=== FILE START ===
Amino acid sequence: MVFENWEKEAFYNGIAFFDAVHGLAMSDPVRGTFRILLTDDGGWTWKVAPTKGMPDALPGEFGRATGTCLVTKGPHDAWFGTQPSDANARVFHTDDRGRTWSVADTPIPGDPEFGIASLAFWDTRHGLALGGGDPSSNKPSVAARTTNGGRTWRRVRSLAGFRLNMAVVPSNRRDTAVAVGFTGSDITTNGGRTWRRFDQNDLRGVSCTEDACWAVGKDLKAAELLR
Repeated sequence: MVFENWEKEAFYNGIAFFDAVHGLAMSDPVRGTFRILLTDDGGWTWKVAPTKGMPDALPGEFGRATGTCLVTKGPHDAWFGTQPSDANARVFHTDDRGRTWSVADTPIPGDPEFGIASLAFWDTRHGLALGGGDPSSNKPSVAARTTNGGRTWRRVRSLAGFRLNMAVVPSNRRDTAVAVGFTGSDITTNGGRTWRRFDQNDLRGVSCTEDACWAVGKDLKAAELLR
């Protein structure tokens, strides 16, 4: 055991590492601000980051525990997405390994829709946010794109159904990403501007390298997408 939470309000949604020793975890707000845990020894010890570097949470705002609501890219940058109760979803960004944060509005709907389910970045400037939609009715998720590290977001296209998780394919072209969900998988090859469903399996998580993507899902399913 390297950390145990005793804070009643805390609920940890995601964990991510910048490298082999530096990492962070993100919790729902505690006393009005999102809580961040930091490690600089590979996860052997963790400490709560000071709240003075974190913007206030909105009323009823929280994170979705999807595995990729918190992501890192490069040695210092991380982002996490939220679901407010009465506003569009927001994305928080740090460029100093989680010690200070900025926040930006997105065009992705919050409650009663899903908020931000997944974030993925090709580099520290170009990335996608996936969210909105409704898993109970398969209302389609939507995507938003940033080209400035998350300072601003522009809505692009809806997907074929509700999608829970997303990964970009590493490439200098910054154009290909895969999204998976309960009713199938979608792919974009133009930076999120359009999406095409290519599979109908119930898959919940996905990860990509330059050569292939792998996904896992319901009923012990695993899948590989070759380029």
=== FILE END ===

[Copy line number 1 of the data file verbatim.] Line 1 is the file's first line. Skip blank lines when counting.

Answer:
Amino acid sequence: MVFENWEKEAFYNGIAFFDAVHGLAMSDPVRGTFRILLTDDGGWTWKVAPTKGMPDALPGEFGRATGTCLVTKGPHDAWFGTQPSDANARVFHTDDRGRTWSVADTPIPGDPEFGIASLAFWDTRHGLALGGGDPSSNKPSVAARTTNGGRTWRRVRSLAGFRLNMAVVPSNRRDTAVAVGFTGSDITTNGGRTWRRFDQNDLRGVSCTEDACWAVGKDLKAAELLR